I was looking through a bunch of old magazines this past weekend and a number of pictures caught my attention for future pieces. But the picture you see here really garnered my attention, so much so that I had to sit down at the computer and write a quick piece on the subject.
The subject of this article is old bass boats. But there’s also a spinoff subject by the name of Jason Lucas. For those of you that don’t know, Lucas is credited first with modernizing, advancing and promoting bass fishing, the first person to really do it since Dr. James Henshall wrote his book, Book of the Black Bass in 1881. Lucas wrote his book, Lucas on Bass Fishing in 1947 and it was reprinted twice after that in 1949 and 1962. He was also the fishing editor for Sports Afield magazine from 1945 to 1969.
Of course there were other writers who wrote about bass fishing, either in book form or in periodicals, but none had the following, respect or credibility Lucas had.
Now that I’ve laid the scene, let’s take a look at Lucas’ bass boat, circa 1956.
The boat itself appears to be a wooden skiff, maybe 14-feet long with three seats that gunwale to gunwale. His trolling motor is a pair of oars and main power is a tiller steer outboard, unknown horsepower. Not much different than skiff of today other than the fact it’s not aluminum.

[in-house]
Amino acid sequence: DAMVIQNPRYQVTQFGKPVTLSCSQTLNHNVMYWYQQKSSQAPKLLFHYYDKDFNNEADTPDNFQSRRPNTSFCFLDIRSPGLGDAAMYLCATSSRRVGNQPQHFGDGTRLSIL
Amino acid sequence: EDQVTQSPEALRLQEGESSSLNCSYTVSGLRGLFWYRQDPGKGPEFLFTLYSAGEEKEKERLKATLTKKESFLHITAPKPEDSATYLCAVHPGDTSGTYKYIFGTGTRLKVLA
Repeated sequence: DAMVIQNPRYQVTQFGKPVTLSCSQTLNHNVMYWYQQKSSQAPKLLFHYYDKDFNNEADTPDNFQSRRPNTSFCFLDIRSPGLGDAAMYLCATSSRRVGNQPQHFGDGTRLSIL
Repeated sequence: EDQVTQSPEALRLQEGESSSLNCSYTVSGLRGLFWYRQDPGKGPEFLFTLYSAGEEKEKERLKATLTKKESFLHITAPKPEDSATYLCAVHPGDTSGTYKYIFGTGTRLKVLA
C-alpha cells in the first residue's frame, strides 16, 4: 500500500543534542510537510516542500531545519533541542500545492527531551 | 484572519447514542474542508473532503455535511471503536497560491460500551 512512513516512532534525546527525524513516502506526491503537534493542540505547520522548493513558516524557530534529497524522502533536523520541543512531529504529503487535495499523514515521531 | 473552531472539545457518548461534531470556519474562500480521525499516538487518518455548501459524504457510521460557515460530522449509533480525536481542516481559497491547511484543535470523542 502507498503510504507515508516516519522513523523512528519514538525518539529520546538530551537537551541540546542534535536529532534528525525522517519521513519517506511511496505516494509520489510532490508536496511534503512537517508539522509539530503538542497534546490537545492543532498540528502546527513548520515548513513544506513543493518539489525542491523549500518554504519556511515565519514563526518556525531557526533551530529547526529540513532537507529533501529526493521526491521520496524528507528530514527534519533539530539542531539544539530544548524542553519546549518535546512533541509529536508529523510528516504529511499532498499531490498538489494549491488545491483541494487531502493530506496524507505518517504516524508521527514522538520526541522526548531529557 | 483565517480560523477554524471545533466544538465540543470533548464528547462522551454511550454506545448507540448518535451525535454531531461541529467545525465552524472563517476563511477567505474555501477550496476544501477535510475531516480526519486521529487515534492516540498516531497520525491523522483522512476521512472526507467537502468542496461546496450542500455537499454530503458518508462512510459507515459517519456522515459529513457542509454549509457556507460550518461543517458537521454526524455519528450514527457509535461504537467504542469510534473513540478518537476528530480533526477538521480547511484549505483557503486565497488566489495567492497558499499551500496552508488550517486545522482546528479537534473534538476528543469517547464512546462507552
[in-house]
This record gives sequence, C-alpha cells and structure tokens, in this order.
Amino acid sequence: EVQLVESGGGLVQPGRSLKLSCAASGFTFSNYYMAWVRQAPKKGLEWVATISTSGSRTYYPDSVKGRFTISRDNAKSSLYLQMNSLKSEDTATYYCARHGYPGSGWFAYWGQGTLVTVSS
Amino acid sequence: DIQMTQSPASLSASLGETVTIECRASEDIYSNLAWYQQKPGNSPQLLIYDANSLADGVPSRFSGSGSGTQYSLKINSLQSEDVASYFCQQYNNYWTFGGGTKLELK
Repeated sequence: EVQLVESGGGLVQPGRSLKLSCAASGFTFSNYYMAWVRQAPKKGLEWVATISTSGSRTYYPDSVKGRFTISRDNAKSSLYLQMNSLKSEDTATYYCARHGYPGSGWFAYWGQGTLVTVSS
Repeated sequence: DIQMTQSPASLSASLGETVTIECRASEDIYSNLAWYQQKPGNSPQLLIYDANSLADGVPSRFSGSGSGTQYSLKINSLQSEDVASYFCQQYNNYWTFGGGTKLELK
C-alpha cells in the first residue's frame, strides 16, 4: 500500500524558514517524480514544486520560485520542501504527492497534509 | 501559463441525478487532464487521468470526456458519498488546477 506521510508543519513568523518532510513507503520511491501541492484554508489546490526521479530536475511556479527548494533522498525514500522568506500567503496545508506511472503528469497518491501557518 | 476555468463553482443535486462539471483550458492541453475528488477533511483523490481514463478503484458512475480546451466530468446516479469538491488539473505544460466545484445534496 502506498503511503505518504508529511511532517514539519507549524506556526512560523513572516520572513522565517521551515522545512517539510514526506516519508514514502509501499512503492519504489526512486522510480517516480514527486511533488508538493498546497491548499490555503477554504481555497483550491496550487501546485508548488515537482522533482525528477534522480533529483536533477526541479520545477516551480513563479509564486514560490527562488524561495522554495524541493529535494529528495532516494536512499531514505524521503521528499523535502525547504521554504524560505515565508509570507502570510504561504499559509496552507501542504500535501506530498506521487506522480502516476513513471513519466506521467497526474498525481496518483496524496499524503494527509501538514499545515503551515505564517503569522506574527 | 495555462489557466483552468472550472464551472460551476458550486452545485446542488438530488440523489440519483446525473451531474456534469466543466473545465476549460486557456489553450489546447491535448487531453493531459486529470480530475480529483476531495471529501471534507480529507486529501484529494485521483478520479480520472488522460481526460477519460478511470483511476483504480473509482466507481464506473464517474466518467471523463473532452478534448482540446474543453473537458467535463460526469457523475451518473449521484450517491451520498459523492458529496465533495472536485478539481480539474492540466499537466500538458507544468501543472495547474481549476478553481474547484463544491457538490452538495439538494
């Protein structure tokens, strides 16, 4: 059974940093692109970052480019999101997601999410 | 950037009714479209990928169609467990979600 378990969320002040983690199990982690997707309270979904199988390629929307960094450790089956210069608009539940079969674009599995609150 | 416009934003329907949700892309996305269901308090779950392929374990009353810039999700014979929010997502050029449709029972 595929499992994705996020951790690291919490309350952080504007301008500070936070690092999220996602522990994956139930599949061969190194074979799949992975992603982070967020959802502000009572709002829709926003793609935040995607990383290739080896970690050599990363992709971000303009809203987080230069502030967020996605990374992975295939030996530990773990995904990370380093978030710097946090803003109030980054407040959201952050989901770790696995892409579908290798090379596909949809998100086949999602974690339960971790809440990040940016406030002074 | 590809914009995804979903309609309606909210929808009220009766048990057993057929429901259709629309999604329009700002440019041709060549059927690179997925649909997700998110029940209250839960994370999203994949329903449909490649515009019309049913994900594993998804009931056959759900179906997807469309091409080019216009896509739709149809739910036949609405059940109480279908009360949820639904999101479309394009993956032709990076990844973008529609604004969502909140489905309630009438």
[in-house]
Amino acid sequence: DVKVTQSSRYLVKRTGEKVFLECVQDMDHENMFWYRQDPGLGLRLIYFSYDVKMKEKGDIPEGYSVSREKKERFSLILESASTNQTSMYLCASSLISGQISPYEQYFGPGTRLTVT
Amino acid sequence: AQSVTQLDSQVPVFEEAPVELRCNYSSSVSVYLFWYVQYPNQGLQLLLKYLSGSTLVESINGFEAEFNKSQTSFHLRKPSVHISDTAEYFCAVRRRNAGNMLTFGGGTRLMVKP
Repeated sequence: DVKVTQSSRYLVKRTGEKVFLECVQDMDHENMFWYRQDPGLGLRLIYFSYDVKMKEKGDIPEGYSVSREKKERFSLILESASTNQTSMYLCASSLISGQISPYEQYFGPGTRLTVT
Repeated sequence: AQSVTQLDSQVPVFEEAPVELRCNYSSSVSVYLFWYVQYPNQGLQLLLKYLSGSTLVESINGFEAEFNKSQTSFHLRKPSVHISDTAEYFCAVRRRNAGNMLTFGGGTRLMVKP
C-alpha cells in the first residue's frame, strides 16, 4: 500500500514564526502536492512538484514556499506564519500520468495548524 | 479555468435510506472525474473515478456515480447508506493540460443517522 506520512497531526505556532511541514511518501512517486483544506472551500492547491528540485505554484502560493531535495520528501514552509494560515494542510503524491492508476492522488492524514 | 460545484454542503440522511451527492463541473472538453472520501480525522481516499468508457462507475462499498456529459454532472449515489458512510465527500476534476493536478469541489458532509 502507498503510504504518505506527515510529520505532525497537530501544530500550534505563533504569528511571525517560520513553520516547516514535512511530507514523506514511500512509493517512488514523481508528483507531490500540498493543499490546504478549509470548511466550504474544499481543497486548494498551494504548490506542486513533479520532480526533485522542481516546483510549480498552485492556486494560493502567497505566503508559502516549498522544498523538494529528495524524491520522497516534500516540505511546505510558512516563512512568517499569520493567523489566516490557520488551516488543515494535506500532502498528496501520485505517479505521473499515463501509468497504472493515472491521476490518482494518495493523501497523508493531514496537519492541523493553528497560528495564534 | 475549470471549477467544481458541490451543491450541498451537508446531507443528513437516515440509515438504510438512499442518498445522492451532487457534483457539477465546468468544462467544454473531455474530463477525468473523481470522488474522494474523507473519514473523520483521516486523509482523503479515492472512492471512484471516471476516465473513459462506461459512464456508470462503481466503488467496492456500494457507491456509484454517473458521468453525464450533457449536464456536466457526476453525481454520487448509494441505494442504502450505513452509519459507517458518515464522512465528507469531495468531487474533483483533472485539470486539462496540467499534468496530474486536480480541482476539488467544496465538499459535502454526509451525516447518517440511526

On the floor between the aft and middle seat there looks to be a door mat, I assume to keep the noise down. The rear seat has a seat cushion, life vest, net and four rod tubes that extend to the middle seat. The starboard side of the boat, between the aft and middle seats you can see an anchor winch.
On the middle seat there’s a casting rod and reel, fly rod and reel, spinning rod and reel and a spincast reel without a rod. Also on the seat is a flash light and a couple things I can’t make out.
Between the middle and forward seats is what we’re all probably most interested in, though. It’s Lucas’ tacklebox. A wooden box of hip-roof design with ten foldout trays filled with his lures. I wish the picture was in color so we could see better and maybe identify exactly what he was fishing with. In any event, to the collector, what ever was in the box would be worth a mint, just because it was Lucas’ box.
On the front seat we see what is unmistakably a Zebco DeLiar scale, or maybe it predecessor, a pair of hemostats and a couple other things I can’t make out again.
Overall the boat is neat, the tackle is within grasp and other than having to sit all day, looks like it would be too bad to fish out of, unless the wind was blowing. It’s a really cool look back at how the top angler of 1956 outfitted his boat.
I have a ton more on Jason Lucas that we’ll be covering in the near future. Until then, we can sit and admire how he put bass on the radar back in the 40s and 50s using this rig.